FID: 0x38ff, 65536 bytes at offset 167563264[TCP segment of a
reassembled PDU]
 2723  33.795265 localserver → drobo SMB 20338 Write AndX Request,
FID: 0x38ff, 65536 bytes at offset 167628800[TCP segment of a
reassembled PDU]
 2726  33.806707 drobo → localserver SMB 117 [TCP ACKed unseen
segment] Write AndX Response, 65536 bytes
 2727  33.806736 drobo → localserver SMB 117 Write AndX Response, 65536 bytes
 2730  33.807123 localserver → drobo SMB 17442 Write AndX Request,
FID: 0x38ff, 65536 bytes at offset 167694336[TCP segment of a
reassembled PDU]
 2736  33.811345 localserver → drobo SMB 8754 Write AndX Request, FID:
0x38ff, 65536 bytes at offset 167759872[TCP segment of a reassembled
PDU]
 2739  33.814173 drobo → localserver SMB 117 Write AndX Response, 65536 bytes
 2744  33.818007 localserver → drobo SMB 13098 Write AndX Request,
FID: 0x38ff, 65536 bytes at offset 167825408[TCP segment of a
reassembled PDU]
 41544 300.578408 localserver → drobo SMB 5858 Write AndX Request,
FID: 0x38ff, 65536 bytes at offset 2089480192[TCP segment of a
reassembled PDU]
41548 300.582822 drobo → localserver SMB 117 Write AndX Response, 65536 bytes
41551 300.584432 localserver → drobo SMB 13098 Write AndX Request,
FID: 0x38ff, 65536 bytes at offset 2089545728Write AndX Request, FID:
0x38ff, 4096 bytes at offset 2089828352
41555 300.589855 drobo → localserver SMB 117 Write AndX Response, 65536 bytes
41558 300.590108 localserver → drobo SMB 13098 Write AndX Request,
FID: 0x38ff, 65536 bytes at offset 2089611264[TCP segment of a
reassembled PDU]
41559 300.594149 drobo → localserver SMB 117 Write AndX Response, 65536 bytes
41560 300.594438 drobo → localserver SMB 129 Write AndX Response, 4096 bytes
41584 300.602694 drobo → localserver SMB 129 [TCP ACKed unseen
segment] Write AndX Response, 65536 bytes

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Re: Fwd: backing up to a Drobo CIFS VFS: Error -11 sending data on socket to server, Bufferbloat?

Samba - samba-technical mailing list
On Fri, May 12, 2017 at 10:17 AM, Robert Kudyba <[hidden email]> wrote:
> I posted the graph at storm.cis.fordham.edu/~rkudyba/wireshark.pdf

OK. There looks like some gaps where there is little or no write traffic.

>>> The earliest message you posted suggests that the client (Linux) was
>>> complaining of no activity for 120 seconds, which suggests that the
>>> Drobo stopped responding at some point. Thus I would expect to see one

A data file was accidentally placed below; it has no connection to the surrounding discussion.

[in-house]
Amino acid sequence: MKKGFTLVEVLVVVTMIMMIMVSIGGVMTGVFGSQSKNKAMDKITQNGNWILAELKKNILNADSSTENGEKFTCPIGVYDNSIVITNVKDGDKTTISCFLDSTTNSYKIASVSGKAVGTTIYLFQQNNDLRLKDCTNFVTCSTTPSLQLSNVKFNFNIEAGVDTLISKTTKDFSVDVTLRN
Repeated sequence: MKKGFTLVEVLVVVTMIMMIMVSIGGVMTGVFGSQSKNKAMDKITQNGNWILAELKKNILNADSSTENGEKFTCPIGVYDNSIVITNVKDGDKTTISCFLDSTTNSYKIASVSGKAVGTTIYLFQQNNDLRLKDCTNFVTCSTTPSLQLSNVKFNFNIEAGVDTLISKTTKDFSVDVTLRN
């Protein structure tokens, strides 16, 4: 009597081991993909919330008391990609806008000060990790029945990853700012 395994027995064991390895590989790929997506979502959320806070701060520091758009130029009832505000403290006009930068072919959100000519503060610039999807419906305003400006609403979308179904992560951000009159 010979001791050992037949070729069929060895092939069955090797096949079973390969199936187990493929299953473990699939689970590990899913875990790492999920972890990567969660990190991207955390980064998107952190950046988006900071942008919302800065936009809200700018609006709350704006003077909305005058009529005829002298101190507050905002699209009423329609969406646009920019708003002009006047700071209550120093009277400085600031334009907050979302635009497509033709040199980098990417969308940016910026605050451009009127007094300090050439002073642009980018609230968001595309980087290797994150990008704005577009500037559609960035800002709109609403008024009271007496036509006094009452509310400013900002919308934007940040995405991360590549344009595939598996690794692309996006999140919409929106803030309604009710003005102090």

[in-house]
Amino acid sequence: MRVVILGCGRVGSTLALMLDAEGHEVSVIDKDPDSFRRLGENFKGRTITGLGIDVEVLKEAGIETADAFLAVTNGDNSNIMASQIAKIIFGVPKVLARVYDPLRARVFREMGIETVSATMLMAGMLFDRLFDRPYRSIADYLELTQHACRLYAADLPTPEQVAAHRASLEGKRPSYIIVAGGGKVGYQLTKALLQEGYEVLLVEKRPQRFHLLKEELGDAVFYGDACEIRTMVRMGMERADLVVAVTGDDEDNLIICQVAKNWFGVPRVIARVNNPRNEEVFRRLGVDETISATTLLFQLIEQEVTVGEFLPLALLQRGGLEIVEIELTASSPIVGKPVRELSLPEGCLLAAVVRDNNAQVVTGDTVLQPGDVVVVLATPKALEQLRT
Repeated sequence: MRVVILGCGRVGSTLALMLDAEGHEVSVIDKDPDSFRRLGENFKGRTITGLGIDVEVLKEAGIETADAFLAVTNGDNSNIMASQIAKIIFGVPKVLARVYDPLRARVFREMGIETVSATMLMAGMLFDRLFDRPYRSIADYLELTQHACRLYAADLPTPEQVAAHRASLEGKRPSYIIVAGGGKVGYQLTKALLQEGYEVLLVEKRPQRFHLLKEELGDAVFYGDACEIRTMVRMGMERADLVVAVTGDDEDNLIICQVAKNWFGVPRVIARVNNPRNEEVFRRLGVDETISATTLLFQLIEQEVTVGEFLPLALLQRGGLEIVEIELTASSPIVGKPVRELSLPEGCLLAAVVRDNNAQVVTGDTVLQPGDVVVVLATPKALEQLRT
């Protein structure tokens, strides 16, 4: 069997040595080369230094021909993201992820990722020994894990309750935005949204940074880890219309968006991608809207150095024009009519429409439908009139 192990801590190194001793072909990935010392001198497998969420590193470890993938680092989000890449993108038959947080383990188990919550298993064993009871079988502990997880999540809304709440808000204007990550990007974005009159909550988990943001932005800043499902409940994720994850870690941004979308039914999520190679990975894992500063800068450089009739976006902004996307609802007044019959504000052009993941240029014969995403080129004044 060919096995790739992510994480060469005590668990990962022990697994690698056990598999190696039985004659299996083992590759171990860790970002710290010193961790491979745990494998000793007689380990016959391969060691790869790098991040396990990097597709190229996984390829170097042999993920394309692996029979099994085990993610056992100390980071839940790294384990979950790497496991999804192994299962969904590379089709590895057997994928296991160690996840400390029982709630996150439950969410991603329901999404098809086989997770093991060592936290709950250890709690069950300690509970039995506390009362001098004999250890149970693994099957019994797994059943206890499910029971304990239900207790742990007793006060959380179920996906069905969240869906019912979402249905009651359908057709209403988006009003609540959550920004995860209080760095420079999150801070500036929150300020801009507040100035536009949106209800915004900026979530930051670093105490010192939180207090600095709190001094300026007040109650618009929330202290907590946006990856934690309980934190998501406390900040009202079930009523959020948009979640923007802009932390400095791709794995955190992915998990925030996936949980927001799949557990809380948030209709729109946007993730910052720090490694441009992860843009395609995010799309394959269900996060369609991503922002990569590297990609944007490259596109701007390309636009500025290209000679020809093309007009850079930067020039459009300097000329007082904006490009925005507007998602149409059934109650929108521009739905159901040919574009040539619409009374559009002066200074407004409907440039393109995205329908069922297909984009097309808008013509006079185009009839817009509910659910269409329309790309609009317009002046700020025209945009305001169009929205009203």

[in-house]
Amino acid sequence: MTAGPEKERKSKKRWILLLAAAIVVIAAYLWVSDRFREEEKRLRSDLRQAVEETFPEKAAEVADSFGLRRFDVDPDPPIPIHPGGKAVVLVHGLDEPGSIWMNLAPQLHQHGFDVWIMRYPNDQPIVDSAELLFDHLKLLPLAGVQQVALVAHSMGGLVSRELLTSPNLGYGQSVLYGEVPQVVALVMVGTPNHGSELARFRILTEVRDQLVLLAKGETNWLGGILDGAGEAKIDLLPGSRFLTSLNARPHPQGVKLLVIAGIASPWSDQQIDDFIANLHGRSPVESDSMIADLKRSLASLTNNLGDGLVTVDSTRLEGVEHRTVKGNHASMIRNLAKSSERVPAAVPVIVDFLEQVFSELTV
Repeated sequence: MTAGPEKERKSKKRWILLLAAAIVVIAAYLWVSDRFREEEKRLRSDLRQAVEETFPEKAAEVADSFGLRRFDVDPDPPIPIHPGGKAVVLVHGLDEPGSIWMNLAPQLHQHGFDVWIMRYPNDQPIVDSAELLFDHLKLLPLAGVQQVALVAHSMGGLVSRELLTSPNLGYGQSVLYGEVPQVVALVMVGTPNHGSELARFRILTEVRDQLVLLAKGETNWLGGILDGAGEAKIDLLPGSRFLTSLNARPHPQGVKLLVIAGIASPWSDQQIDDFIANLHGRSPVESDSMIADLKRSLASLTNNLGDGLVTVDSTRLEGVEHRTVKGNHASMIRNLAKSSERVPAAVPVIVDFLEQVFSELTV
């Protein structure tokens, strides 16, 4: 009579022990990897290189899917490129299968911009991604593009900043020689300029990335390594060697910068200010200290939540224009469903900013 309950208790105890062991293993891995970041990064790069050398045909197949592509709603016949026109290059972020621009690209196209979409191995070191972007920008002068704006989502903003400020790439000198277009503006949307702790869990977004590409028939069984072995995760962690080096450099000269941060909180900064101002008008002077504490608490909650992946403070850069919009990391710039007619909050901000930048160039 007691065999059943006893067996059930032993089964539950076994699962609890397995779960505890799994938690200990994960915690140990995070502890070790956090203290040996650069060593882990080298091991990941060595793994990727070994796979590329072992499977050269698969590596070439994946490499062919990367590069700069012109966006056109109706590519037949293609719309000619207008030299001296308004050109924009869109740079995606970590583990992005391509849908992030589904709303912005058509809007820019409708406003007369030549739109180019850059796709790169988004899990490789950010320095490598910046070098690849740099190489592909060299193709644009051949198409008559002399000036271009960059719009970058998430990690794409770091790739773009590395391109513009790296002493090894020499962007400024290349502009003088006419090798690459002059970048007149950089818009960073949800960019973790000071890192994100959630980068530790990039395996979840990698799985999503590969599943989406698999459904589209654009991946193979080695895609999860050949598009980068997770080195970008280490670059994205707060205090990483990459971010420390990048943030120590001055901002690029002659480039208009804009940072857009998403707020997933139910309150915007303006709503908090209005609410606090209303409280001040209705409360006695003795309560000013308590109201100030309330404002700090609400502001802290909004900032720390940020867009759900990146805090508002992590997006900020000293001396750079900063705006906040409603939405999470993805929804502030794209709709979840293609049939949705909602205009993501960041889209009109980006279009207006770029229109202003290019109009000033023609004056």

>>> or more writes that did not get responses, followed by a connection
>>> drop and reconnect.
>
> Some random messages from tshark not exactly sure what I'm looking for
> as the time stamps aren't easy to interpret:
> 41674 217.172644 drobo → localserver SMB 117 [TCP ACKed unseen
> segment] Write AndX Response, FID: 0x4ca4, 65536 bytes
> 41702 217.177652 localserver → drobo SMB 14546 Write AndX Request,
> FID: 0x4ca4, 65536 bytes at offset 54329344[TCP segment of a
> reassembled PDU]
> 41726 217.183095 drobo → localserver SMB 117 Write AndX Response, FID:
> 0x4ca4, 65536 bytes
>  4156 136.143502 drobo → localserver SMB 252 Trans2 Response<unknown>
>  4254 161.145741 drobo → localserver SMB 117 [TCP ZeroWindow] Write
> AndX Response, 65536 bytes
>  4260 161.147530 drobo → localserver SMB 117 Write AndX Response, 65536 bytes
>  4566 161.219832 drobo → localserver SMB 117 [TCP ACKed unseen
> segment] Write AndX Response, 65536 bytes
>  4594 161.225586 drobo → localserver SMB 117 Write AndX Response, 65536 bytes
>  4690 162.010514 drobo → localserver SMB 117 [TCP ZeroWindow] Write
> AndX Response, 65536 bytes
>  4696 162.011564 drobo → localserver SMB 117 Write AndX Response, 65536 bytes
>  4697 162.011830 drobo → localserver SMB 204 Trans2 Response<unknown>
>  1056   4.654442 drobo → localserver SMB 117 [TCP ACKed unseen
> segment] [TCP Previous segment not captured] Write AndX Response,
> 65536 bytes
>  1057   4.660219 drobo → localserver SMB 117 [TCP ACKed unseen
> segment] Write AndX Response, 65536 bytes
>  1082   4.808276 drobo → localserver SMB 117 [TCP ACKed unseen
> segment] [TCP Previous segment not captured] Write AndX Response,
> 65536 bytes
>   2718  33.792075 localserver → drobo SMB 14546 Write AndX Request,
> FID: 0x38ff, 65536 bytes at offset 167563264[TCP segment of a
> reassembled PDU]
>  2723  33.795265 localserver → drobo SMB 20338 Write AndX Request,
> FID: 0x38ff, 65536 bytes at offset 167628800[TCP segment of a
> reassembled PDU]
>  2726  33.806707 drobo → localserver SMB 117 [TCP ACKed unseen
> segment] Write AndX Response, 65536 bytes
>  2727  33.806736 drobo → localserver SMB 117 Write AndX Response, 65536 bytes
>  2730  33.807123 localserver → drobo SMB 17442 Write AndX Request,
> FID: 0x38ff, 65536 bytes at offset 167694336[TCP segment of a
> reassembled PDU]
>  2736  33.811345 localserver → drobo SMB 8754 Write AndX Request, FID:
> 0x38ff, 65536 bytes at offset 167759872[TCP segment of a reassembled
> PDU]
>  2739  33.814173 drobo → localserver SMB 117 Write AndX Response, 65536 bytes
>  2744  33.818007 localserver → drobo SMB 13098 Write AndX Request,
> FID: 0x38ff, 65536 bytes at offset 167825408[TCP segment of a
> reassembled PDU]
>  41544 300.578408 localserver → drobo SMB 5858 Write AndX Request,
> FID: 0x38ff, 65536 bytes at offset 2089480192[TCP segment of a
> reassembled PDU]
> 41548 300.582822 drobo → localserver SMB 117 Write AndX Response, 65536 bytes